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Companies Showing Genuine Empathy For the Black Lives Matter Movement

Customers, especially millennial customers, don’t want to give their business to companies who stay silent about pressing issues of the time. Or worse, companies that are just checking the “woke” box and putting up an insincere post to virtue signal.

At this moment, protests are going on all around America (and even around the world) against police brutality, recently spurred by the death of George Floyd. Though some companies have remained silent or fumbled their statements, there are many companies who are showing their true dedication to the cause.

Ben & Jerry’s

That Ben & Jerry’s is responding in all the right ways is no surprise to anyone who knows anything about their dedication to social justice. Nevertheless, their response stood out from the rest of the social media statements from other brands.

Rather than simply saying, “we stand with you” or “we value Black lives,” they took it several steps further and directly railed on the systemic racism and white supremacy that exists in this nation. They also called for four concrete steps to dismantle white supremacy that included the creation of taskforces and a call for legislation to be passed in Congress, among other demands.

This is how you give some girth to your statements. Rather than just saying that they’re down for the cause, Ben & Jerry’s is showing it and actively trying to contribute to the effort.


Lego is putting their money where their mouth is and vowed to donate $4 million dollars to “organizations dedicated to supporting black children and educating all children about racial equality.” Not only is this a huge financial contribution (a lot more than Off-White’s Virgil Abloh’s measly $50 donation, yikes), but it also comes off as highly genuine due to how it will directly impact their core customer base; children.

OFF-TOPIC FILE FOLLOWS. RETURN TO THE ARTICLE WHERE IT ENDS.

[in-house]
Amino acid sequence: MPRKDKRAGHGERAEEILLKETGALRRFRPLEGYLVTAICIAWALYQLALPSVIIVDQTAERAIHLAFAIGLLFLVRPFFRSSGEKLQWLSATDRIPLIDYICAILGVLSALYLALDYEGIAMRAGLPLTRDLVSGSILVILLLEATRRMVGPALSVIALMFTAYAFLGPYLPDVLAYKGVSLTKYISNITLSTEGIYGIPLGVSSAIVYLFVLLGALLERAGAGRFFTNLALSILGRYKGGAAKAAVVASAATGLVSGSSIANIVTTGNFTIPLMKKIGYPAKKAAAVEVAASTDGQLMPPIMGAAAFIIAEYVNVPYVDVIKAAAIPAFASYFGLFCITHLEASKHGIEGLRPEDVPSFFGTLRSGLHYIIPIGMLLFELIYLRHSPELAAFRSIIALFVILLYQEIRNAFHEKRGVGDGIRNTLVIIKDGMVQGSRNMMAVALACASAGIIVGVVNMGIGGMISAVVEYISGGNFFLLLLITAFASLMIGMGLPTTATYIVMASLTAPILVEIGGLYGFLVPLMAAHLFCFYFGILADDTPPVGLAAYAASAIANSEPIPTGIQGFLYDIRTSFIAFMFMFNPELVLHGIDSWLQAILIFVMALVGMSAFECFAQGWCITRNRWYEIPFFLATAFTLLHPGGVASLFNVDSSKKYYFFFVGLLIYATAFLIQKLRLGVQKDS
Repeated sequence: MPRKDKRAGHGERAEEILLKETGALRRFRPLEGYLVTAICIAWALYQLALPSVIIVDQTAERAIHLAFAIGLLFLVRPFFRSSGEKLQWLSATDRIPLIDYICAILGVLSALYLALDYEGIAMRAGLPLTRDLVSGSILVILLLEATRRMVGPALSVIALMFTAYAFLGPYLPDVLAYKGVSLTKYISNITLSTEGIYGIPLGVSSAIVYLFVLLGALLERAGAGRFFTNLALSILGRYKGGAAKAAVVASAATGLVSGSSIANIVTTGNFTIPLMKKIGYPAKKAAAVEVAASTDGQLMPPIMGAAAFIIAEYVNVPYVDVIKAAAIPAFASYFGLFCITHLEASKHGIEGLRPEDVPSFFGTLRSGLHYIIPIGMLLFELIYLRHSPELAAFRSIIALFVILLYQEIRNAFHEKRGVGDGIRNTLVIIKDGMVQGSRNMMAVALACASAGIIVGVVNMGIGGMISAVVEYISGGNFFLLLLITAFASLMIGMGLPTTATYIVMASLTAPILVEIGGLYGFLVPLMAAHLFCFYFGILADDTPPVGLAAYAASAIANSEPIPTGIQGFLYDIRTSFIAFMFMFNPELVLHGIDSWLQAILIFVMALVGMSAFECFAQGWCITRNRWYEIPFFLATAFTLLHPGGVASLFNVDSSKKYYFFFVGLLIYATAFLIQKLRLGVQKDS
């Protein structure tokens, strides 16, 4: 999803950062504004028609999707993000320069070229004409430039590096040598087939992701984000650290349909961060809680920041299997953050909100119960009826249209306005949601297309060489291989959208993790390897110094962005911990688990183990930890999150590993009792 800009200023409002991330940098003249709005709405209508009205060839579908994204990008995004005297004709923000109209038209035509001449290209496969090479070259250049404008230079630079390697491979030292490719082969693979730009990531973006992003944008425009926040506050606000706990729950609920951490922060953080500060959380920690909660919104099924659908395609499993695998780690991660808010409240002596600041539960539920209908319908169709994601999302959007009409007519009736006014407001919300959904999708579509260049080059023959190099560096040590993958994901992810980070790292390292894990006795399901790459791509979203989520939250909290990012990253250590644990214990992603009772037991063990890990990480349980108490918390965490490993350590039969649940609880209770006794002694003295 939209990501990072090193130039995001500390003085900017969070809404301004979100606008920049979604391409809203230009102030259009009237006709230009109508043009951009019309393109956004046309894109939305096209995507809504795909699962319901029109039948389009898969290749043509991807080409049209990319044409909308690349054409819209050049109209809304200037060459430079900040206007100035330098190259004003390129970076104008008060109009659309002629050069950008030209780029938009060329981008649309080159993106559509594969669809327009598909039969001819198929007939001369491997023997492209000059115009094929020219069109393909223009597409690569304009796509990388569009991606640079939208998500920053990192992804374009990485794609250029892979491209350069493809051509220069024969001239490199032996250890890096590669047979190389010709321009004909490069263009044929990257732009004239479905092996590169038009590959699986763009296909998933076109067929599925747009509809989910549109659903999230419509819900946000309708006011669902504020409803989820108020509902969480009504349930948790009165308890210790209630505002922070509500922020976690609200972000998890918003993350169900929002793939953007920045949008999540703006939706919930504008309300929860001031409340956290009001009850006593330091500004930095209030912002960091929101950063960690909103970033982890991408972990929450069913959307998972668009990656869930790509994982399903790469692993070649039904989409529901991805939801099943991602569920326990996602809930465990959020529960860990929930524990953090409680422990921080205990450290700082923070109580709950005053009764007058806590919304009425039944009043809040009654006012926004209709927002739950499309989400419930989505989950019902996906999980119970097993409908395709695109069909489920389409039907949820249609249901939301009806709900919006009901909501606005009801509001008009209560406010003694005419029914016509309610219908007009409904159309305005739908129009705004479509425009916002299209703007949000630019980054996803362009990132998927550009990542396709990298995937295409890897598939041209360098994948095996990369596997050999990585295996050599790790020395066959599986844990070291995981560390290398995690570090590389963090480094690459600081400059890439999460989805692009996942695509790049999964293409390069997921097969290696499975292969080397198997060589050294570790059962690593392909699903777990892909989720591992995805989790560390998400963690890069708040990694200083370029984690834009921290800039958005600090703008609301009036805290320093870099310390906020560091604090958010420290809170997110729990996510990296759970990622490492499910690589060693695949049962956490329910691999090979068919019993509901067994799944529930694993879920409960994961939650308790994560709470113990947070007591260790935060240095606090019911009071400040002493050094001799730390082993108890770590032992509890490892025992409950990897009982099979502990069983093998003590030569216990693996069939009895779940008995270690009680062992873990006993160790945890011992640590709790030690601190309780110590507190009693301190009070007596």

They also made the decision to pull all police-related products from their catalog in support of the protests against police brutality.


Though no statements have been released as of yet regarding financial contributions, Reebok’s statement rang as especially in-tune with social issues. While it’s a common issue for brands that have a large Black consumer base to be anywhere from tone-deaf to high key racist (*ahem* Gucci *ahem*), Reebok acknowledged the fact that the Black community is one of the main groups that keep them running. And they took it a step further to acknowledge that this country would not be where it is today without it, in a reference to slave labor.

Their statement, “We are not asking you to buy our shoes. We are asking you to walk in someone else’s” was particularly effective to me.

Their statement was simple, yet clearly genuine and impactful.


Nike released a 1-minute video that was seemingly directed at their non-black customer base. It was simple, just white words on a black screen. But it encouraged viewers to not ignore a problem just because it doesn’t directly affect you, to not stay silent, and to not be scared to join the fight to make a difference.

Although some people have criticized Nike for their lack of push for legislation and exploitative labor practices, this ad was praised by many for its simple yet genuine nature.

Bottom line: be genuine and be active

What all of these responses have in common is that they are clearly not just the result of a scramble to get something out there now that the pressure is on. They are genuine, not self-serving, and acknowledge directly the problems facing the Black community in America right now.

I would say that Ben & Jerry’s definitely blows everyone else out of the water because of their lengthy plan to effect positive change. But nonetheless, I think it was at least a great first step for the other brands.

Another thing to note is that most of these brands are not new to this whole social justice thing. They’ve been about it. When justice and equality is a part of your DNA, it gives more strength to your statements every time you speak out. With brands like Nike and Ben & Jerry’s, people don’t feel pandered to. They don’t feel like they’re only being addressed because it’s expected or the “right” thing to do. This, I think, is what all brands should aim for.

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